Locally owned for almost 60 years, the Grossmont Center at La Mesa is now controlled by an out-of-town real estate investment trust that aims to reshape the 64-acre property in the years to come.

In June, Maryland-based Federal Realty Investment Trust acquired a 60% interest in the 92,000 square foot regional mall. The transaction valued the entire property at $ 175.8 million.

The publicly traded company characterized the site as a great redevelopment opportunity and will likely weigh in a similar retail and residential vibe to that designed at its flagship Pike & Rose property in Bethesda, MD.

“At this point, we have no concrete plan on how we want to change (Grossmont Center), other than that we are going to work hard to understand what the market, what the community, what the traders want”, said Jan Sweetnam, president of the western division of Federal Realty. “It’s fair to say that we would look at other uses, vertical uses. “

Opened in October 1961, the Grossmont Center is currently home to a mix of mom-and-pop boutiques and big box stores. The outdoor mall is 99% occupied and anchored by Target, Walmart, CVS, Macy’s, Reading Cinemas, and Barnes and Noble. Before the pandemic, the center had a busy calendar of events – vacation-themed affairs, blood drives, food festivals and pet adoptions – in a concerted effort to maintain a close connection with the surrounding community .

The sale is a big change for the famous Cushman family of San Diego, who have owned the mall since it was built. Descendant of the family and local businessman Stephen Cushman is known for wearing many civic hats, advising former mayors, serving as San Diego Harbor Commissioner for 12 years, and working as an influential member of the board of directors from the Convention Center. Cushman was also president of the Jacobs & Cushman Food Bank in San Diego.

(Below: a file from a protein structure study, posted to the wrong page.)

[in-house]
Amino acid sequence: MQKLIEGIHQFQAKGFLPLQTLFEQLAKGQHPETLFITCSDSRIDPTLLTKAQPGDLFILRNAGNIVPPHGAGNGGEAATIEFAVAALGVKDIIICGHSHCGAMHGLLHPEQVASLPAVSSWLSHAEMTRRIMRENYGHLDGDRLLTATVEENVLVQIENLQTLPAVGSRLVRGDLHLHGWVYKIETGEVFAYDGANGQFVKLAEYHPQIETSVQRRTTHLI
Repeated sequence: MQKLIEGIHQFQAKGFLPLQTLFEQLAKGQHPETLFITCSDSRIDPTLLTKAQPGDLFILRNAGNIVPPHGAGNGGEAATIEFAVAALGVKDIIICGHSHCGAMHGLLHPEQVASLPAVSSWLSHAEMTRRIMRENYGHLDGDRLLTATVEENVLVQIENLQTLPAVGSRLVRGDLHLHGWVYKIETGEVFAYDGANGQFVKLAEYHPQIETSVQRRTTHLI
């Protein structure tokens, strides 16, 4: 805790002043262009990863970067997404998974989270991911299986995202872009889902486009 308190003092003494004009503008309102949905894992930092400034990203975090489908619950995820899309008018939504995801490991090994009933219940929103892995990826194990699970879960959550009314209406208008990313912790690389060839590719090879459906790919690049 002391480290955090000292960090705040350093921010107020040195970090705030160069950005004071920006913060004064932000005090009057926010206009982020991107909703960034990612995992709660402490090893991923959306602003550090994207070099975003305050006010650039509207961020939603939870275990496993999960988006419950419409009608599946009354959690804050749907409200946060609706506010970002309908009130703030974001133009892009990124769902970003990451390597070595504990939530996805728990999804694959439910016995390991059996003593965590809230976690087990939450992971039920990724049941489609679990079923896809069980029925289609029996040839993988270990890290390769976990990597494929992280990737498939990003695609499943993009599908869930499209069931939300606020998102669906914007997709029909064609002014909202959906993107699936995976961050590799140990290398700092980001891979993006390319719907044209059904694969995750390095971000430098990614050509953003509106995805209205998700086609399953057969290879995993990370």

Although the Cushman family retains a minority stake, Grossmont Center is now run by its new acquirer, who aims to increase the property’s value for its shareholders through an overhaul. In a recent presentation to investors, Federal Realty noted that almost all of the property’s existing leases are scheduled to expire in 2025, making the site a “blank canvas.”

“It’s unique in that you almost never can buy a mall where almost all of the leases expire at the same time,” Sweetnam told the Union-Tribune.

Still, the company’s planning efforts are still in their infancy, with buyers likely not experiencing any substantial changes – such as in hammer blows – until 2025 or later. Federal will consider different uses alongside retail stores, although housing appears to be the more natural solution. The site can accommodate up to 60 housing units per acre, or up to 3,851 units, according to a planning document from the city of La Mesa.

Federal Realty has been in the San Diego real estate market since the mid-90s. Currently, its only other regional asset is the Escondido Parkway next to Auto Park Way, an open-air mall where Target and Dick’s Sporting Goods are located. key tenants.

In total, the company has controlling interests in 105 retail projects – community and neighborhood shopping centers, as well as mixed-use properties – comprising over 25 million square feet of space with 3,000 tenants and 2 900 residential units. She specializes in the ownership and management of suburban open-air properties near major metropolitan markets accessible by car and public transit.

At the end of June, Federal Realty had $ 304 million in cash and a $ 1 billion line of credit.